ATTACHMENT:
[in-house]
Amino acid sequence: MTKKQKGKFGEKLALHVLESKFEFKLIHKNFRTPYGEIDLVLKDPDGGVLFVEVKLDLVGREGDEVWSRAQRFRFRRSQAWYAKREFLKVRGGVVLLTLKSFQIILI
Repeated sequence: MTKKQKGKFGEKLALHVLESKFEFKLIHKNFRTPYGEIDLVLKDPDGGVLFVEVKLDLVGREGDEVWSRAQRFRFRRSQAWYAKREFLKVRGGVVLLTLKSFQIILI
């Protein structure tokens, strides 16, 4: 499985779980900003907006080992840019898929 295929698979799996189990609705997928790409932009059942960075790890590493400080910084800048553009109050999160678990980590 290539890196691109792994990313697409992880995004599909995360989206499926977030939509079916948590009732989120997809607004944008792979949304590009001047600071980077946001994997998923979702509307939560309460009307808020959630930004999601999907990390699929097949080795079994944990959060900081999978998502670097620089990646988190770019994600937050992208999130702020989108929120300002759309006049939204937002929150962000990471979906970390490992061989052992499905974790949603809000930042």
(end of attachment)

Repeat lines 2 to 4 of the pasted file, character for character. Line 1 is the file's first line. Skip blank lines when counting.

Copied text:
Amino acid sequence: MTKKQKGKFGEKLALHVLESKFEFKLIHKNFRTPYGEIDLVLKDPDGGVLFVEVKLDLVGREGDEVWSRAQRFRFRRSQAWYAKREFLKVRGGVVLLTLKSFQIILI
Repeated sequence: MTKKQKGKFGEKLALHVLESKFEFKLIHKNFRTPYGEIDLVLKDPDGGVLFVEVKLDLVGREGDEVWSRAQRFRFRRSQAWYAKREFLKVRGGVVLLTLKSFQIILI
């Protein structure tokens, strides 16, 4: 499985779980900003907006080992840019898929 295929698979799996189990609705997928790409932009059942960075790890590493400080910084800048553009109050999160678990980590 290539890196691109792994990313697409992880995004599909995360989206499926977030939509079916948590009732989120997809607004944008792979949304590009001047600071980077946001994997998923979702509307939560309460009307808020959630930004999601999907990390699929097949080795079994944990959060900081999978998502670097620089990646988190770019994600937050992208999130702020989108929120300002759309006049939204937002929150962000990471979906970390490992061989052992499905974790949603809000930042």